Wisconsin defense looks to keep PSU down

MADISON, Wis. — As Penn State basketball coach Patrick Chambers demonstrated on Wednesday, he’ll do anything to inspire a fan base and garner extra support for a fledgling program.

Chambers stood behind the counter at a McDonald’s in State College, Penn., on Wednesday afternoon and handed out Big Macs — for which he footed the bill — to the first 200 students who brought in their ticket stub from the team’s previous home game against Nebraska or wore a T-shirt from the student section. The unusual gesture came four days after his Nittany Lions failed to reach 70 points at home, the benchmark for free Big Macs during a season-long promotion.

Penn State defeated Nebraska 67-51 but didn’t score in the final two minutes, much to the dismay of the student section. In exchange for the hamburgers, Chambers encouraged students to continue supporting the program during Penn State’s home game against Iowa on Thursday.

The Nittany Lions won again — and fell one point shy of the Big Mac threshold — in a 69-64 victory against the Hawkeyes.

No such promotion exists at Wisconsin, and that’s probably a good thing for fans who would almost certainly come away disappointed when the two teams meet at 3 p.m. CT Sunday in the Kohl Center.

No. 15 Wisconsin (19-7, 8-5 in Big Ten play) has reached 70 points just once in 13 Big Ten games and has allowed 70 or more points once during the entire season. Penn State (12-15, 4-10), which is riding its first two-game winning streak since December, has eclipsed the 70-point plateau only once in Big Ten games.

The reasons for the low-scoring affairs aren’t difficult to discern.

Penn State is one of the worst shooting teams in the entire country. The Nittany Lions rank 330th out of 346 Division I teams in shooting percentage, at 38.8 percent. It is the worst mark for any team in a BCS conference this season.

Wisconsin, meanwhile, is tied for third nationally in field-goal percentage defense, allowing opponents to shoot just 36.8 percent. The Badgers also play the slowest-paced game of any team in the country, averaging 59.4 possessions per game.

When the two teams met earlier this season, Wisconsin won 52-46 on the road. It was a game in which neither team shot better than 36 percent from the field.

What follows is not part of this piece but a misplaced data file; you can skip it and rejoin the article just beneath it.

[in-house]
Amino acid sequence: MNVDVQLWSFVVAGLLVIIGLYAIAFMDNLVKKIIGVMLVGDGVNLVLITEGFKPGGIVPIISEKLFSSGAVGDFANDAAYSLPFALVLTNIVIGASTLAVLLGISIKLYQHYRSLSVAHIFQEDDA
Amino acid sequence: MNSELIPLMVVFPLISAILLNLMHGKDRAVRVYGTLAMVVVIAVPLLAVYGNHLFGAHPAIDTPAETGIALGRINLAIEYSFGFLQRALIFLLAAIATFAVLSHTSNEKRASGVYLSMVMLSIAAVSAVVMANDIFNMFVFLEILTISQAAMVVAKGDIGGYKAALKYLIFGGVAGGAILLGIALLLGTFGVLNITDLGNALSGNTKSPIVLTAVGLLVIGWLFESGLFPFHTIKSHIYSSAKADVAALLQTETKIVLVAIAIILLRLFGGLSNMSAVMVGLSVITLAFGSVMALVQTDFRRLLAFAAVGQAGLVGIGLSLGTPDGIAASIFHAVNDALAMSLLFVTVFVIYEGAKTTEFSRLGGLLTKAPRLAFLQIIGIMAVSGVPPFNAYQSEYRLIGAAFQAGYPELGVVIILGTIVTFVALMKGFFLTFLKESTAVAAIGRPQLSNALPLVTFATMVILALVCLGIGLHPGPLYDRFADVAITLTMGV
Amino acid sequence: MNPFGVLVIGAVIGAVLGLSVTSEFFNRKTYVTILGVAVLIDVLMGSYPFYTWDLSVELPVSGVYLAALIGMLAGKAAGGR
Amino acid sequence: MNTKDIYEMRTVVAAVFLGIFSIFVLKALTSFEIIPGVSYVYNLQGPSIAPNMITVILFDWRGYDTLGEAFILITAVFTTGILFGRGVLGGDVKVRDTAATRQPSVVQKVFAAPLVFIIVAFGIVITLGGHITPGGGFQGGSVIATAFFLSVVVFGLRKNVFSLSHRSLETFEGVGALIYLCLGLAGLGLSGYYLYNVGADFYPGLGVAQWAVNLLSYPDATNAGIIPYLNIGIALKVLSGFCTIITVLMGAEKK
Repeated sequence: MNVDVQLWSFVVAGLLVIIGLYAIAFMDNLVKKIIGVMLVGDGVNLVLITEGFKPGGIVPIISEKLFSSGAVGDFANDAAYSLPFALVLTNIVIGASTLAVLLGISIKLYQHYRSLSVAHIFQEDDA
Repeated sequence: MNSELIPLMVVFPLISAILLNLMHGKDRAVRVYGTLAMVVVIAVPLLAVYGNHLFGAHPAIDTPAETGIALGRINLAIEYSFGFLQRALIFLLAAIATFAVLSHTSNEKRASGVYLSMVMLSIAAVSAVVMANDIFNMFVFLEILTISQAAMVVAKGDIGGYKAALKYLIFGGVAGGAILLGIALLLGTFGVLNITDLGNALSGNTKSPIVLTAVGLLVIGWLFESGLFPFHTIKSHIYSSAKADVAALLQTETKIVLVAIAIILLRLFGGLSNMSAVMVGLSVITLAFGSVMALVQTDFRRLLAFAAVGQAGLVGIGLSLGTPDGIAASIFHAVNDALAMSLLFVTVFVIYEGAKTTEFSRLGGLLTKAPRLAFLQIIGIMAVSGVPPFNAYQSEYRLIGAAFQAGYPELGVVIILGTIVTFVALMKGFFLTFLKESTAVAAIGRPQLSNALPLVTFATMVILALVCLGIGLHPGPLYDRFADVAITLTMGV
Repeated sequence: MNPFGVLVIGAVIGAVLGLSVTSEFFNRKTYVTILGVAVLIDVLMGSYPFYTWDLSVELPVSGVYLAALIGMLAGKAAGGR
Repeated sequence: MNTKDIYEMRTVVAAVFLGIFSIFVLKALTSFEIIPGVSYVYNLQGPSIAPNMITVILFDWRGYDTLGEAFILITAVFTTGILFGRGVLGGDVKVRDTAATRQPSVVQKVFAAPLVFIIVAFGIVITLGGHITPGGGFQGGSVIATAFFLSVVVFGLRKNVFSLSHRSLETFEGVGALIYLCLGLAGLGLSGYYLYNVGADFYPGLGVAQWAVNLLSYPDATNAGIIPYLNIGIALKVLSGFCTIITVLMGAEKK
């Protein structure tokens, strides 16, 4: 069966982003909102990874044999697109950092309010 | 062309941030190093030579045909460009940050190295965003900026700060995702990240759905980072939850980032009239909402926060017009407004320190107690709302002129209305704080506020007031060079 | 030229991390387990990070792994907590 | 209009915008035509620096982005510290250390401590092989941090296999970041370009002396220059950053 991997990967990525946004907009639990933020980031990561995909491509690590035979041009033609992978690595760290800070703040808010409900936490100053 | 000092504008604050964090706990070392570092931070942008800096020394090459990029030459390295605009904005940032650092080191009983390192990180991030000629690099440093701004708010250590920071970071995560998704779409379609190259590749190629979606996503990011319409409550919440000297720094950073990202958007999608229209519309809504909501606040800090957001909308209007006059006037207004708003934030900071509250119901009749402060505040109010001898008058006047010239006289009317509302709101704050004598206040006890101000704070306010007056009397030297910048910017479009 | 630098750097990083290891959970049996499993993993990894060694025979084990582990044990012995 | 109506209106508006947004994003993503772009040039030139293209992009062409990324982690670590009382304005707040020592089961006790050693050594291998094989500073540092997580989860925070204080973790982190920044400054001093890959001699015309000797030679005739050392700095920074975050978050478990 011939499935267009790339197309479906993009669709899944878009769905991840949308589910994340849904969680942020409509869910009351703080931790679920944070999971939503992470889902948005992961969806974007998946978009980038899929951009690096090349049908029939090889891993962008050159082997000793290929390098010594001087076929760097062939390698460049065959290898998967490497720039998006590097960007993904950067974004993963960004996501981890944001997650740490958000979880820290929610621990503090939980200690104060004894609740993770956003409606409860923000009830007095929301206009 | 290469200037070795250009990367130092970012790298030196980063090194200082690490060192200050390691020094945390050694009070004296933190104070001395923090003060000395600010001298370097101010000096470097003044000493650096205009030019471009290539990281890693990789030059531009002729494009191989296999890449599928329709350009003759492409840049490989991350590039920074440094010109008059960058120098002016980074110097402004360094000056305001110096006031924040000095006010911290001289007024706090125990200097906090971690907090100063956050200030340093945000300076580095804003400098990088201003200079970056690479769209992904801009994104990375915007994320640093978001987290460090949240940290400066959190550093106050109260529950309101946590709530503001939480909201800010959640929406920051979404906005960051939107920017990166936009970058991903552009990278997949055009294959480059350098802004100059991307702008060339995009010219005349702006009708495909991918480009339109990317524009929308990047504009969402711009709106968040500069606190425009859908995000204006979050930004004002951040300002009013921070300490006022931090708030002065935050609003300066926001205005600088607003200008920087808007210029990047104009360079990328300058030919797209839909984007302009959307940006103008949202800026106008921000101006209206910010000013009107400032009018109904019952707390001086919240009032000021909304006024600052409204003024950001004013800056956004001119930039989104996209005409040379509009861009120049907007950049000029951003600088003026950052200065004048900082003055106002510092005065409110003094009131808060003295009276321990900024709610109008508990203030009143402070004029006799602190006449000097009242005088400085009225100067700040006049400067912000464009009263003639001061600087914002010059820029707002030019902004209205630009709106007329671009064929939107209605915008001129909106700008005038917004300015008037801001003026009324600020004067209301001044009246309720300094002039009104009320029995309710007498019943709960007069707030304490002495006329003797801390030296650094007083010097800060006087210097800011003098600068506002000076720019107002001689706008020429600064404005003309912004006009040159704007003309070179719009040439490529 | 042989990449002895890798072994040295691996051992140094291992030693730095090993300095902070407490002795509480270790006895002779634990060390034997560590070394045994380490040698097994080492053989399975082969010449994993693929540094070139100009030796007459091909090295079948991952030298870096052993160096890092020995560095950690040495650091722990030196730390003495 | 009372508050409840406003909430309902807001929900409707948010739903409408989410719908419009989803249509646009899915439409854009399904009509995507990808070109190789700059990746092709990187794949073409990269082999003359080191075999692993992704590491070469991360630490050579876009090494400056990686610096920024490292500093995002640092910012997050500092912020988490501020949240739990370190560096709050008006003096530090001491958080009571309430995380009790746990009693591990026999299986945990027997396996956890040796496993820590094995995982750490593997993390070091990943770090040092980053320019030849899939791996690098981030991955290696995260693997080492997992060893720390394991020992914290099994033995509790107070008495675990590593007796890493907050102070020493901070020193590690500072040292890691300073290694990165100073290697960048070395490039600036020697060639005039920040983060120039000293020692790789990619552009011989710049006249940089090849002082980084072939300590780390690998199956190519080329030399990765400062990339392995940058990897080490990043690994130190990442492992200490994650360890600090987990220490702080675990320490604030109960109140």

“They took us to the wire down there,” Badgers forward Mike Bruesewitz said. “It was a two-point game at one time. So we can’t overlook them. They’re going to come in here and play hard and compete and we’ve got to make sure we match their intensity.”

Penn State continues to be led by point guard Tim Frazier, who paces the team in points (18.4), assists (6.3), rebounds (5.0) and steals (2.2). Frazier is the only returning player among the Nittany Lions’ top five scorers from a year ago, and that has meant quite a struggle offensively for the rest of the team.

The Nittany Lions are averaging 62.1 points per game, which ranks 290th in the nation.

“They may not be the best team, but they’re always going to scrap and fight,” Wisconsin point guard Jordan Taylor said. “It’s never an easy game when it’s against Penn State.”

Wisconsin is coming off a 69-55 loss at Michigan State in which the Badgers did not lead for the final 28 minutes and eventually trailed by as many as 21 points. The defeat knocked Wisconsin two games out of the top spot in the Big Ten, behind both Michigan State and Ohio State.

“Our margin for error is small,” Badgers assistant coach Greg Gard said. “So any time we hit our tee shots in the water to begin with, we don’t have many mulligans in our pockets. We have to make sure that we play as precise to our gameplan as possible and play to who we are.”

If Wisconsin sticks to its plan, it’s unlikely that either team will be pushing the 70-point threshold on Sunday.

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